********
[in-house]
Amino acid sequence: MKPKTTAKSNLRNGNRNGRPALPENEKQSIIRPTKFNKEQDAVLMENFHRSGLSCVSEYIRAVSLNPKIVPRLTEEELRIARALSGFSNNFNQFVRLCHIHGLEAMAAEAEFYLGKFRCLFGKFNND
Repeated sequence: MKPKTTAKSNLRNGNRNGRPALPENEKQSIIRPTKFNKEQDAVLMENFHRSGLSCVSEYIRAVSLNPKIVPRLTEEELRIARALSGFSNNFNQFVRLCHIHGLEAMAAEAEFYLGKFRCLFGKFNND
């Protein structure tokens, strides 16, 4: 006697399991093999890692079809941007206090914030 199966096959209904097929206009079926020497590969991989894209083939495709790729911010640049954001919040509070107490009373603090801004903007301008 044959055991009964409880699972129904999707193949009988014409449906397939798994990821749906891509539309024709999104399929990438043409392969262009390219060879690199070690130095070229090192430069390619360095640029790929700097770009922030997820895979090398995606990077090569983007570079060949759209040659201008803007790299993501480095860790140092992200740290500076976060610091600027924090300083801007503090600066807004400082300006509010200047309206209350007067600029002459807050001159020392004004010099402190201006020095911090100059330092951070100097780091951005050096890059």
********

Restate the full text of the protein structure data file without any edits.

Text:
[in-house]
Amino acid sequence: MKPKTTAKSNLRNGNRNGRPALPENEKQSIIRPTKFNKEQDAVLMENFHRSGLSCVSEYIRAVSLNPKIVPRLTEEELRIARALSGFSNNFNQFVRLCHIHGLEAMAAEAEFYLGKFRCLFGKFNND
Repeated sequence: MKPKTTAKSNLRNGNRNGRPALPENEKQSIIRPTKFNKEQDAVLMENFHRSGLSCVSEYIRAVSLNPKIVPRLTEEELRIARALSGFSNNFNQFVRLCHIHGLEAMAAEAEFYLGKFRCLFGKFNND
């Protein structure tokens, strides 16, 4: 006697399991093999890692079809941007206090914030 199966096959209904097929206009079926020497590969991989894209083939495709790729911010640049954001919040509070107490009373603090801004903007301008 044959055991009964409880699972129904999707193949009988014409449906397939798994990821749906891509539309024709999104399929990438043409392969262009390219060879690199070690130095070229090192430069390619360095640029790929700097770009922030997820895979090398995606990077090569983007570079060949759209040659201008803007790299993501480095860790140092992200740290500076976060610091600027924090300083801007503090600066807004400082300006509010200047309206209350007067600029002459807050001159020392004004010099402190201006020095911090100059330092951070100097780091951005050096890059």